The first time Christian singer Lauren Daigle got backlash, it was undeserved. She appeared on Ellen — singing for a huge nationwide audience — but conservative Christians lashed out claiming she had tacitly endorsed homosexuality. She didn’t make anything better when she defended herself by saying she wasn’t sure if homosexuality was a sin.
She’s under fire once again — and once again, whether the criticism is deserved depends on who you ask.
Daigle was slated to perform on “Dick Clark’s New Year’s Rockin’ Eve” at the end of the year, filmed in part this year in Louisiana, but she was suddenly removed from the lineup after the mayor of New Orleans pointed out that Daigle had taken part in one of preacher Sean Feucht‘s COVID-spreading protest rallies.
In the letter, [New Orleans Mayor LaToya] Cantrell said Daigle should not be rewarded with national exposure after violating public health guidance.
“She harmed our people, she risked the lives of our residents, and she strained our first responders in a way that is unconscionable — in the midst of a public health crisis. This is not who we are, and she cannot be allowed to represent New Orleans or the people she willfully endangered,” the letter read in part.
Given that she really did sing at that rally, the complaint is both accurate and legitimate. A large crowd gathered at this event. They didn’t social distance. They didn’t wear face masks. (Feucht framed the event as a religious freedom protest against church closings — never mind that synagogues, mosques, and other houses of worship were also closed.)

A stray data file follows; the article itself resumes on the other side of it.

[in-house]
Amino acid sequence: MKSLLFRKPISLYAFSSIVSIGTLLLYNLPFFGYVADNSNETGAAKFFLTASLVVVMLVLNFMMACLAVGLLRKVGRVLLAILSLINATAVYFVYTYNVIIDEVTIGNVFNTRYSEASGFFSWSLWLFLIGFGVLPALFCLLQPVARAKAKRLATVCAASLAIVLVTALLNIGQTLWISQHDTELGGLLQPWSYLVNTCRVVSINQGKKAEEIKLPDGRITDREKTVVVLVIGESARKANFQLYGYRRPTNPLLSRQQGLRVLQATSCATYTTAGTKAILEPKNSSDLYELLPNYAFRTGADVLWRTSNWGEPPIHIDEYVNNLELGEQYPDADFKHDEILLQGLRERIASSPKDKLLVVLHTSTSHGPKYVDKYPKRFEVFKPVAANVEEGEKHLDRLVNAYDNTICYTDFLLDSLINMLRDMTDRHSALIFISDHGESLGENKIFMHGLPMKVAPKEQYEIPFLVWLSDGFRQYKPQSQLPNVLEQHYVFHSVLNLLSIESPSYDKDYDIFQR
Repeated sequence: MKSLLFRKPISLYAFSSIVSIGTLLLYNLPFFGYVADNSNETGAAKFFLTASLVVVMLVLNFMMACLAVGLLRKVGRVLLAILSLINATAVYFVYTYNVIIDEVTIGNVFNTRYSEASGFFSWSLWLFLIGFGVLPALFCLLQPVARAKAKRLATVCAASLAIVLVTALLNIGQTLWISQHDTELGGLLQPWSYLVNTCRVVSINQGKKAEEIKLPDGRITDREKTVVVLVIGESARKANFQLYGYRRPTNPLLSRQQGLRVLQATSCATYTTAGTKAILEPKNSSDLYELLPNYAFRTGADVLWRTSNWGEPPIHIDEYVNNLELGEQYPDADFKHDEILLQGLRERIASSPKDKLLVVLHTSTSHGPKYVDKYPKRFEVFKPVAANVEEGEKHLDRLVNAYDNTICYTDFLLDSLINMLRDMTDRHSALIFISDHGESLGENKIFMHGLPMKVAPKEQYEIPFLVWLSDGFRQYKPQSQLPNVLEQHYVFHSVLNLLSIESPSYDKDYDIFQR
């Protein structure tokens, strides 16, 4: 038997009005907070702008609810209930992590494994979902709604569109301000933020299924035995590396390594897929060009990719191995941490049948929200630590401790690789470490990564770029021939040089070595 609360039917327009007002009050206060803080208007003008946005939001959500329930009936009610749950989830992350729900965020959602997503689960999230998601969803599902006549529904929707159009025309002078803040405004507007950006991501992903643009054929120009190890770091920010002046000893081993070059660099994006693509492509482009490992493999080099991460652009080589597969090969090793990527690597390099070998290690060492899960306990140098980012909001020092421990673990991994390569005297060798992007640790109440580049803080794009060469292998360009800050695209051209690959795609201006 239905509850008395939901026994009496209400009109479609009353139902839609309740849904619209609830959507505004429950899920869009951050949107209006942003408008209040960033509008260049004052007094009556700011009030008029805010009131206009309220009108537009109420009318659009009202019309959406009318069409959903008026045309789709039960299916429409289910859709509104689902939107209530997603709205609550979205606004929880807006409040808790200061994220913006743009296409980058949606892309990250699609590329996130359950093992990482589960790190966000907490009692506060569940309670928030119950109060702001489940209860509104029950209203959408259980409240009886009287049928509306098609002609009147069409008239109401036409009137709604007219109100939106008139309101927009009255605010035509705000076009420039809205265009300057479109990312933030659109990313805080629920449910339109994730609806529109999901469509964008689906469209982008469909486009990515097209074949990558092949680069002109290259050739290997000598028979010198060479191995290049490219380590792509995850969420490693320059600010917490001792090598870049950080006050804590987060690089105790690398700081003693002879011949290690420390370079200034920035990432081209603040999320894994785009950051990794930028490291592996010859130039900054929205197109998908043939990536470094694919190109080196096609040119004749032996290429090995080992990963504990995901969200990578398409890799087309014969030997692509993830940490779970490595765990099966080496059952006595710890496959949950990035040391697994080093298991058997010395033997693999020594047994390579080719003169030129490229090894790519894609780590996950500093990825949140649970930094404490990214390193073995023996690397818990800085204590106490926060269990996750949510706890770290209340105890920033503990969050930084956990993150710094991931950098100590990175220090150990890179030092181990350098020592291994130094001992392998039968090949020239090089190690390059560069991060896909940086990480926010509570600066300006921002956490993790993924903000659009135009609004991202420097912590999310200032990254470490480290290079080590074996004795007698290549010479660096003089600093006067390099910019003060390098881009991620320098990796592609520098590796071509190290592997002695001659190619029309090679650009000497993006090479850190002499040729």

— Sean Feucht (@seanfeucht) November 7, 2020
Daigle knew all that and joined in anyway.
But listen to Lt. Gov. Billy Nungesser attempt to whitewash her participation. It’s almost laughable:
… the singer explained to him she had been riding her bike nearby when she heard people praying for hospitality workers and stopped to join them, he said. She then was invited to sing.
Would any of you, during this pandemic, see a giant crowd of maskless people singing… and jump right in? It’s not like she went up on stage and scolded the ignorant crowd. She participated in that event willingly, even if it occurred by chance (which seems highly unlikely).
There’s no reason anyone should be rewarding her with more gigs after that. For all her talk about helping “hospitality workers,” her actions made their lives worse. Spreading the virus means more patients, which means more work (and more pain) for everyone who has to take care of them.
Daigle’s decision was selfish. Depriving her of one television gig — on the same week when she performed on The Voice — is hardly persecution. She’ll be just fine. New Orleans was right to call her out on her bad behavior.
(Screenshot via YouTube)